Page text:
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A few blocks off South Street, neighbors wonder what’s next

The neighborhood has always had hectic nights. But is this the start of something different?

The 300 block of quiet, leafy Gaskill Street., just a half block from South Street.
The 300 block of quiet, leafy Gaskill Street., just a half block from South Street.Read moreTOM GRALISH / Staff Photographer

The dissonance between Saturday night’s gunshots and Sunday’s mourning doves, church bells, and distant train whistles epitomizes what it means to live in the shadow of Philadelphia’s most fraught party zone.

Sometimes life in this corner of the city seems charmingly small-town and almost bucolic. Sometimes not.

Did we even hear the gunshots a block away that evening? You unconsciously begin to filter out noise — dismiss it along with the ATVs, motorcycles, and car radios — when you’ve spent 28 years living a half a block from South Street, as we have.

From about September to May, depending on the weather, the mood is generally soft and gentle. On summer weekends, all hell breaks loose. Tourists, college students, concert-goers — anyone looking for a bit of excitement — flocks to our neighborhood. Friday night comes, and you wish for rain (it keeps the crowds small), close the shutters and hope things don’t get out of hand.

» READ MORE: What know about the South Street shooting: The victims, investigation, and response

We call our street the breakup street; at least once a year we’re awoken by a couple that’s chosen a spot under our bedroom window to have a 2 a.m. breakup, usually after a few drinks are consumed. I wonder how the young parents nearby are able to get their children back to sleep when motorcycle after motorcycle comes screaming down the block at midnight.

Post-parade Mummers have treated our side streets as urinals, and in some years the Greek Picnic or Mardi Gras celebrations have overwhelmed the streets with violence and incivility.

But Saturday night’s shootings were very different. People died. And it feels as if some awful demon has been let out of the bottle. That demon, of course, is guns — in all of their now-ubiquitous horror.

South Street always seems to bounce back from crisis, and in fact seemed largely back to normal on Monday. A family posed for photos in front of Jim’s. Sneaker stores were busy. But scratch beneath the surface, and what you found were different shades of grief and frustration.

“Overwhelmed” is how my neighbor Gail responded when I asked how she was, citing both Uvalde and South Street as weighing heavily on her mind.

“It’s another black eye for South Street,” said Mitchell Cohen, owner of Cohen’s Hardware and a championship neighborhood booster. “I wish I had the magic answer.”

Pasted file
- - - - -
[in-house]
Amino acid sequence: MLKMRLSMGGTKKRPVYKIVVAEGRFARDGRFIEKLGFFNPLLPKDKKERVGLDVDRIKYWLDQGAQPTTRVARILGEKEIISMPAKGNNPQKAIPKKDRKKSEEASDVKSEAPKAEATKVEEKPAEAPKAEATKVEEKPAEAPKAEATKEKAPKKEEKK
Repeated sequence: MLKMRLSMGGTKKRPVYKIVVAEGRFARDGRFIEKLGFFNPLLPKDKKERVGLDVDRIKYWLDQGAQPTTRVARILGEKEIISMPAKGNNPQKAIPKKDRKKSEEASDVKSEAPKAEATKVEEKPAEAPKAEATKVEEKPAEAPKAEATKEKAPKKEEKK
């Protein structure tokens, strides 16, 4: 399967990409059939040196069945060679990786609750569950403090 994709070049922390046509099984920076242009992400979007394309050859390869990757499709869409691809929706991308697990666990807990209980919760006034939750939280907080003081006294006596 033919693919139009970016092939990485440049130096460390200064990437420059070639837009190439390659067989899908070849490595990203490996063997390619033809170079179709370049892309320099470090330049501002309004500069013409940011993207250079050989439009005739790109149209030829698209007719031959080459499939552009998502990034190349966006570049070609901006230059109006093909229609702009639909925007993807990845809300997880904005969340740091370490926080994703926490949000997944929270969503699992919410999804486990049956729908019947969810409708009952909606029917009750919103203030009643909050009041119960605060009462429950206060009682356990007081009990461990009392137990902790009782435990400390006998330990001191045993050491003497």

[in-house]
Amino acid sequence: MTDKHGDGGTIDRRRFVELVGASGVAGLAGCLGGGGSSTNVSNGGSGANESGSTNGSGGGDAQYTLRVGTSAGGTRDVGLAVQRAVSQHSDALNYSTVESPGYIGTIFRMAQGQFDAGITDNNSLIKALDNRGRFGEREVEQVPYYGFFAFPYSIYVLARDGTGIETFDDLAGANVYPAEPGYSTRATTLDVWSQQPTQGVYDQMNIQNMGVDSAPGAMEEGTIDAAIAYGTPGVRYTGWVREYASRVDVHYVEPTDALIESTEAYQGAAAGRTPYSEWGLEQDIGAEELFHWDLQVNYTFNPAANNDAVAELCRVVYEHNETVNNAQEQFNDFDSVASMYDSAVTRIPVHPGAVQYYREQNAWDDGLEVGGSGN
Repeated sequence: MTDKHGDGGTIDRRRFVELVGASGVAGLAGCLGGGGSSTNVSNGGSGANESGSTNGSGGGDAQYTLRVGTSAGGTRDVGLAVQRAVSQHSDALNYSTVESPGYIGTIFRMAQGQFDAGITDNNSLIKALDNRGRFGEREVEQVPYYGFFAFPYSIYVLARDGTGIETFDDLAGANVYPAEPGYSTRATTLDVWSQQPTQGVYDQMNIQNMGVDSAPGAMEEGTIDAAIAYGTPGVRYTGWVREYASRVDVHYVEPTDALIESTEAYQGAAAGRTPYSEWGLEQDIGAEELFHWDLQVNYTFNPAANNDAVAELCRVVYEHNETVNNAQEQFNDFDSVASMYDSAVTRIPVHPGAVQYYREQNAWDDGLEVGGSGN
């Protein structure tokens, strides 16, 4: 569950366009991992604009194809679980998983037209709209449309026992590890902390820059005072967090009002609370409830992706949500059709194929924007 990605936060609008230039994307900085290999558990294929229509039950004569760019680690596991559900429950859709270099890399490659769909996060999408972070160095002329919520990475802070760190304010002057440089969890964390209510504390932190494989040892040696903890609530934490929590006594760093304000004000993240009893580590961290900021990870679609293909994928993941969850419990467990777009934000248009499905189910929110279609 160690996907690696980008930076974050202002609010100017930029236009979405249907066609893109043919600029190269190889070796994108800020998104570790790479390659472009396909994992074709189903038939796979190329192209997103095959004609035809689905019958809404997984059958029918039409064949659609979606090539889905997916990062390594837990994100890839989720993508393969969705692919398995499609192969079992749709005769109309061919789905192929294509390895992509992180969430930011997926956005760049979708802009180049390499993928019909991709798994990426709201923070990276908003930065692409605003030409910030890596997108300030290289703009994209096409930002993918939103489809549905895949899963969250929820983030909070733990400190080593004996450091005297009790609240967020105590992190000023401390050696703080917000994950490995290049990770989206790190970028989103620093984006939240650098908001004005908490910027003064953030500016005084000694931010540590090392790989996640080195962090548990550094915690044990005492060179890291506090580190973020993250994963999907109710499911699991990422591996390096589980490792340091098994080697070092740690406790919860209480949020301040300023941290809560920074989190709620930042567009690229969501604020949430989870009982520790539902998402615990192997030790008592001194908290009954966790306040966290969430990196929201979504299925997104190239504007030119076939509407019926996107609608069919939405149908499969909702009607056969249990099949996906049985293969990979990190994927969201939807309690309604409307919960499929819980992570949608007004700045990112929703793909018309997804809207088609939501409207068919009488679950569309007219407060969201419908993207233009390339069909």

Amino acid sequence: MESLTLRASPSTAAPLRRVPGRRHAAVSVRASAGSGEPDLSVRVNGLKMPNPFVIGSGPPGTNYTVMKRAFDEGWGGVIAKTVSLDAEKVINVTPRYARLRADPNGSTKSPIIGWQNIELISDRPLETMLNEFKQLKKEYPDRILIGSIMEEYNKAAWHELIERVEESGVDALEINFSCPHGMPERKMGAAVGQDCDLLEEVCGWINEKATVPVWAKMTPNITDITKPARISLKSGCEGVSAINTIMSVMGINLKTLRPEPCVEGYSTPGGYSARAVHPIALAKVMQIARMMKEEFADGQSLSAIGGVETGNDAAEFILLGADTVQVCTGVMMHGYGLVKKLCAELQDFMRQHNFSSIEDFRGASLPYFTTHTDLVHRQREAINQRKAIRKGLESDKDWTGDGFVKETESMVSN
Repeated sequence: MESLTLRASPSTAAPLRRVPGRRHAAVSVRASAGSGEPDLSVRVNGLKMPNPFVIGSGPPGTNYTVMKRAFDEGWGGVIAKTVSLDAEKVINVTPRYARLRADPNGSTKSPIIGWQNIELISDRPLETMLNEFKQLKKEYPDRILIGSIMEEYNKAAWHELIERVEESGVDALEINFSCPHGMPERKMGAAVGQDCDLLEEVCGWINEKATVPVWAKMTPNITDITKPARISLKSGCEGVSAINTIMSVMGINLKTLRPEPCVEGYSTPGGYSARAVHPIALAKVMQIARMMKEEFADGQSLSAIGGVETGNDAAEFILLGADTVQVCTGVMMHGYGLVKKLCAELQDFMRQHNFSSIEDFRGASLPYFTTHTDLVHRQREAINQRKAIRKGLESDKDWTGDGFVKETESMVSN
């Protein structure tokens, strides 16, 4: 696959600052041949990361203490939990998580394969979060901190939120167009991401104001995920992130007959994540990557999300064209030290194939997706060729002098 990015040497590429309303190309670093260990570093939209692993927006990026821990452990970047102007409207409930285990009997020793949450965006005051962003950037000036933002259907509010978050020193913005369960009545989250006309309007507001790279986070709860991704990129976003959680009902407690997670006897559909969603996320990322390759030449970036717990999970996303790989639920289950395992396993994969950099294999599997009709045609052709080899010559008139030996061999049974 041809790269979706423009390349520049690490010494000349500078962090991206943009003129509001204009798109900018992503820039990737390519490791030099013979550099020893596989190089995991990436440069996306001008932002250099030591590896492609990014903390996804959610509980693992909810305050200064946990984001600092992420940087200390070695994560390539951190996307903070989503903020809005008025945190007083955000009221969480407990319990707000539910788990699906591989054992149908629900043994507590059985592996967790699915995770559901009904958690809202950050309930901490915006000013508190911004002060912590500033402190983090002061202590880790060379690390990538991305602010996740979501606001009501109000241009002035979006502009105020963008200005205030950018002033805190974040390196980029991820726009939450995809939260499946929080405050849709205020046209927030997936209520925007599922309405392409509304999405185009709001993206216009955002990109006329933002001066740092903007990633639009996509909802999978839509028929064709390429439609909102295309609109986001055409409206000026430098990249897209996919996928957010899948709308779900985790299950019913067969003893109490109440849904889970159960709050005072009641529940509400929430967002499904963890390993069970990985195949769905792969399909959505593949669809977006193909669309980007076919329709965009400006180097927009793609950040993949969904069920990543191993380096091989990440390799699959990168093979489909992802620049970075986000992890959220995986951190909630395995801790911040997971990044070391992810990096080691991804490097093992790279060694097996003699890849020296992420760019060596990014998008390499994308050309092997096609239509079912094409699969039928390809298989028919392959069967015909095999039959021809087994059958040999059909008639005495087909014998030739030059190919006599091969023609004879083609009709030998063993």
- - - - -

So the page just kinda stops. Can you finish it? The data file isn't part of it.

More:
And it is a wonderful neighborhood. The small streets around South Street are a universe apart from the juggernaut of noise and chaos in terms of green density, architectural variety, and social cohesion. We moved here because the house was such a wreck, it was one of the few in the city we could afford. Residential blocks nestled up against South Street were a challenge then, in the early 1990s. A book-signing by Howard Stern at Tower Books on South Street in 1993 drew an estimated 10,000 to 25,000 fans, according to reports, with the line snaking down side streets.

And yet, there’s an appeal to South Street between about 2nd and 9th, an authentically Philadelphia vibe, a funkiness, and an edge. The organic nature with which it has changed over the years from immigrant enclave to bohemian haven to pop-up urban blowout has answered the needs of an evolving city.

News reports have described South Street as an entertainment district, and it’s true there are some clubs and theaters (like TLA). It’s probably more accurate, though, to describe South Street as a self-entertainment district — a place where anyone can go to see and be seen without spending a lot of money. Whether that role can be preserved and cultivated in a safer way given the recent proliferation of guns is the salient question residents, community groups, and others must ponder as we head into what promises to be a long, hot summer.

In a city where the gap between rich and poor is ever-widening, that’s no small consideration. South Street as it existed before Saturday night was, to borrow Robert Venturi’s phrase about Main Street, almost alright. Now, it’s not. But its traditional role as being open to all still seems crucial.

I say this as someone who has felt like being regularly tormented by South Street’s noise and chaos was a fair price to pay for the pleasures of the place.

Next month, after nearly three decades in our little 1812 row home, we’re moving to another part of the city. The reasons are unrelated to South Street, and we may even return one day to our idyllic block and the tight pack of neighbors who have grown tighter in response to living in the belly of the beast.

There’s plenty I’ll miss. The small-town feel. Picking up neighborhood news along with my tools and paint at the hardware store. Steering tourists to Jim’s for cheesesteaks.

And then there are nights I’ll remember for the strange jolt of pain and joy this neighborhood regularly delivers. One beautiful July evening we returned home from a wedding to find the atmosphere at that tinderbox moment when you sense things are about to spin out of control. We parked on 3rd Street and were crossing South in a thick crowd when a voice in front of us shouted that someone had a gun. The crowd turned and ran in our direction, and I thought about the strangeness of such a demise: trampled to death a block from my house.

We ducked behind a dumpster and the moment passed, and the currents of humanity on South Street quickly resumed their normal course.

It turned out there was no gun then. But last Saturday night there was, and now we live with the uneasy knowledge that there are plenty more.